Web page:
Businessman Steve Cohen appears to have deleted his Twitter account amid uproar over the GameStop short squeeze debacle. The Mets owner’s hedge fund drew suspicion after bailing out fellow financiers hit hard by small investors.
Steven Cohen’s Point72 Asset Management helped his former protege, Gabriel Plotkin, after the latter’s hedge fund Melvin Capital lost billions by betting against video game retailer GameStop. The rug was pulled from under Plotkin by a bunch of small dollar investors coming from a Reddit community called WallStreetBets.
This placed Cohen on the radar of people angry in the aftermath, believing that Wall Street movers had colluded to change the rules of the game and punish the common folk for outsmarting them.
It’s no wonder that attention on Twitter switched from his plans for baseball team the New York Mets, which he purchased for $2.4 billion three months ago, to the way he made his wealth as a hedge fund manager. The negativity was bad enough for Cohen to remark on it several times.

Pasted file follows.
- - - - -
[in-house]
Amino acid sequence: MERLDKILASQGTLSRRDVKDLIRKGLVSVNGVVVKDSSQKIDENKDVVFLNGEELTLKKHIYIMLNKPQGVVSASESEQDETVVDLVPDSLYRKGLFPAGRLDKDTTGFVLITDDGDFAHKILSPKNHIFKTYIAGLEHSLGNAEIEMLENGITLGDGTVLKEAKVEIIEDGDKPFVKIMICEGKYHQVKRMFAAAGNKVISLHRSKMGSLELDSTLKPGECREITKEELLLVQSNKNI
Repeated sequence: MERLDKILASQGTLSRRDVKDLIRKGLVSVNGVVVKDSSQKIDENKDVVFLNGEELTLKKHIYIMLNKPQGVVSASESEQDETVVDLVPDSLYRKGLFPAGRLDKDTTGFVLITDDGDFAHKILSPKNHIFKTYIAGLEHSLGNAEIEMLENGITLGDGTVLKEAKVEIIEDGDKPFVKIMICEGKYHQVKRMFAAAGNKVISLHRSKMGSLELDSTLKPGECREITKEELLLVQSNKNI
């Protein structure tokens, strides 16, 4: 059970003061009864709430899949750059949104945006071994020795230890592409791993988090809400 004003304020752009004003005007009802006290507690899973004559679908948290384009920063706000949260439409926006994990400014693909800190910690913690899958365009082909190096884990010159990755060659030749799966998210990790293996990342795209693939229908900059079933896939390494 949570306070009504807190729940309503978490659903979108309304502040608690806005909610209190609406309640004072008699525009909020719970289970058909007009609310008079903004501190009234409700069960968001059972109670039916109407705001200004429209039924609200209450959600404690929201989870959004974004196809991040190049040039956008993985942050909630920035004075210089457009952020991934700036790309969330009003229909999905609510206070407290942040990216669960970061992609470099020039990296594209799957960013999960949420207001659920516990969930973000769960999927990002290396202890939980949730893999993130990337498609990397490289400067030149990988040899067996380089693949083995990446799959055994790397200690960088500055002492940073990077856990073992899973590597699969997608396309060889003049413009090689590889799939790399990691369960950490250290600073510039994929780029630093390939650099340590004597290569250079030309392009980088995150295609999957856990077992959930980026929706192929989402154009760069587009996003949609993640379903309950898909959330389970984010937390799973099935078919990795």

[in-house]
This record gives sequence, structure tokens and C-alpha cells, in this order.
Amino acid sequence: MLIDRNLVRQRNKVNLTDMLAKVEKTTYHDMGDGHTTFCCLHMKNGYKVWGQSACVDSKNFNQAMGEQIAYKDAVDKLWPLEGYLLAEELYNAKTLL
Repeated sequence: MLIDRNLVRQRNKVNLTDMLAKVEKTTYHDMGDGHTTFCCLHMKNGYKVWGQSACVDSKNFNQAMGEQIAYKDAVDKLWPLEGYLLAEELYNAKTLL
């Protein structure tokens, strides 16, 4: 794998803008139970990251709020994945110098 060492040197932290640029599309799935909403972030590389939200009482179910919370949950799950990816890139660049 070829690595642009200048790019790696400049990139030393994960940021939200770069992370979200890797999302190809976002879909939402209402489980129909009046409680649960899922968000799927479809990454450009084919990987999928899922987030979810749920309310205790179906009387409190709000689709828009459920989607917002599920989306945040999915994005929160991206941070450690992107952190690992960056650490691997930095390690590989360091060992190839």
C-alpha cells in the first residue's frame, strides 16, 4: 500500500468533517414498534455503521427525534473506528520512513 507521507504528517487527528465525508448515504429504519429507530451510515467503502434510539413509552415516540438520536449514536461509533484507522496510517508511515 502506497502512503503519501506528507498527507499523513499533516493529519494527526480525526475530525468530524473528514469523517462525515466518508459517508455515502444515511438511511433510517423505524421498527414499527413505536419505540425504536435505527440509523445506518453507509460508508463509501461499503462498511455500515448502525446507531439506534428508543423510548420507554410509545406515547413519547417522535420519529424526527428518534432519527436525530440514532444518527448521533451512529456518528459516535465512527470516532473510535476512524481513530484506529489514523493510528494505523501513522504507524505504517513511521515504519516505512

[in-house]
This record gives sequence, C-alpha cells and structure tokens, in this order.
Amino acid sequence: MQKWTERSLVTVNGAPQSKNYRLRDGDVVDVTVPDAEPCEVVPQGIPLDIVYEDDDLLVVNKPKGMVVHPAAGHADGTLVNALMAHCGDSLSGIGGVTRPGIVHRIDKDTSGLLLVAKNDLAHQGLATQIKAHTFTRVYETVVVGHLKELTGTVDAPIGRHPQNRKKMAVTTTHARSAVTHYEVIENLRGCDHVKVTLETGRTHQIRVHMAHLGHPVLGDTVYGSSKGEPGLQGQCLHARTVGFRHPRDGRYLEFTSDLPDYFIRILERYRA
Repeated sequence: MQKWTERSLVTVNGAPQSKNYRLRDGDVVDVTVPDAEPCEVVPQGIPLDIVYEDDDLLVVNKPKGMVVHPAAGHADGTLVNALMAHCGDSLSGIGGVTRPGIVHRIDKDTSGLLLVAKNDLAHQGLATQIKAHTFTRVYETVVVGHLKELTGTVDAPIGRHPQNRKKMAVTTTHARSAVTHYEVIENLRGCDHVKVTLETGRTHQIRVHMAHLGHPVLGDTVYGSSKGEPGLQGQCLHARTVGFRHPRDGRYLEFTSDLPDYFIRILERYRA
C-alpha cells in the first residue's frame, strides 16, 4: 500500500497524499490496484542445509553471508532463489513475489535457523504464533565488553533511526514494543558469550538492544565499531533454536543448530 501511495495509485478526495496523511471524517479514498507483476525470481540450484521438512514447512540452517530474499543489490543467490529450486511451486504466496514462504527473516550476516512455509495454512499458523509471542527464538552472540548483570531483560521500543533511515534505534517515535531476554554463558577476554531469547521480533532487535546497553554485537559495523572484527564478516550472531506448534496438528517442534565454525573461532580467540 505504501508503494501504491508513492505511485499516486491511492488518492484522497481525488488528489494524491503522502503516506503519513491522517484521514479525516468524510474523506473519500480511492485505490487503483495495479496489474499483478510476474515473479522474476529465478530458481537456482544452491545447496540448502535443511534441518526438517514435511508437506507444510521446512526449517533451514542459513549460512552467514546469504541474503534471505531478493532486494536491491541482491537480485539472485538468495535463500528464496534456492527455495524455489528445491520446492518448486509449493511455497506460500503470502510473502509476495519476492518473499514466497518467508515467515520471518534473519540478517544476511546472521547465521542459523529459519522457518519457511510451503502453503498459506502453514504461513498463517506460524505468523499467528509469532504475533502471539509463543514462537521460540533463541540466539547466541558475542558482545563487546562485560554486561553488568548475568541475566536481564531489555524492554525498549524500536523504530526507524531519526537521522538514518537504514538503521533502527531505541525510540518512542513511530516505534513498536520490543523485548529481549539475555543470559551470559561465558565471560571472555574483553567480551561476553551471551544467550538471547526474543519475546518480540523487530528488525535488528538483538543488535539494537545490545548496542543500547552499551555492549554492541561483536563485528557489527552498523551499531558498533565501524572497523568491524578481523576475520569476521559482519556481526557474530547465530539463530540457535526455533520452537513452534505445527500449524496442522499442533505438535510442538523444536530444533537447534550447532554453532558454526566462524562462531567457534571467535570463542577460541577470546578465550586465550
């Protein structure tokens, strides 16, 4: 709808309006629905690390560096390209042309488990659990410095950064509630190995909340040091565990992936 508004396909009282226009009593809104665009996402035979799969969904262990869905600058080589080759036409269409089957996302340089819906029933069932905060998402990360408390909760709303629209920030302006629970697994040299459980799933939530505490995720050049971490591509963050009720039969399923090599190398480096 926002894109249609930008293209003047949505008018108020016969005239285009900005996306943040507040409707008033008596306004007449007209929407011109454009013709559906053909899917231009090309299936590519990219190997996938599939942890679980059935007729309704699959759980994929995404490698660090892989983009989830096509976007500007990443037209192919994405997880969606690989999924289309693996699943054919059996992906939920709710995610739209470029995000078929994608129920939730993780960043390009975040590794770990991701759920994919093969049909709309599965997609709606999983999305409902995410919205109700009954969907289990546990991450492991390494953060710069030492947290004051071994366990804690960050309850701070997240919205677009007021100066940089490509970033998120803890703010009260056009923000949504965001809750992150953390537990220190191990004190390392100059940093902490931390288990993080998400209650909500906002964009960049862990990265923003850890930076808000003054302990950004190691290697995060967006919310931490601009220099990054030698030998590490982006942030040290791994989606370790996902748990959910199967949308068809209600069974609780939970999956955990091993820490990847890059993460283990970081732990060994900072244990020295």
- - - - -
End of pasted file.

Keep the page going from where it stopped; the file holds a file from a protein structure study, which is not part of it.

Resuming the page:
“I’m not feeling the love on this site today. Trading is a tough game. Don’t you think?” he wrote on Thursday.
“Rough crowd on Twitter tonight,” Cohen tweeted on Wednesday night. “Hey stock jockeys keep bringing it.”
Amid the tension, the billionaire got into a back-and-forth with Dave Portnoy, the founder of the popular blog Barstool Sports and one of the loudest critics of Wall Street over the GameStop saga. Portnoy repeatedly called for an investigation and prison terms for all those involved in the decision made by Robinhood to throttle trading.
The commission-free app that supposedly democratized trading was the main way for WallStreetBets members to buy into GameStop stock. After the market rush led to disastrous consequences for short sellers, Robinhood disallowed purchases of the stock involved. Ken Griffin’s firm Citadel is the biggest executor of orders collected by Robinhood, and it also helped bail out Melvin Capital.
Cohen asked on Twitter what beef Portnoy had with him, and the two had a face-off, in which Cohen denied any connection to Robinhood’s questionable move and Portnoy ultimately said: “At least you are speaking and trying to answer. That is appreciated.”
Others were apparently less easy to placate, either on Twitter or offline. Former Cincinnati Bengals player Boomer Esiason, for example, lashed out at Cohen’s tweets on the radio show he co-hosts, Boomer and Gio.
On Friday evening, Cohen’s Twitter account went missing, presumably deleted by Cohen himself. So the GameStop saga may have finally brought comedian Jon Stewart to Twitter, but it pushed Steve Cohen out at the same time.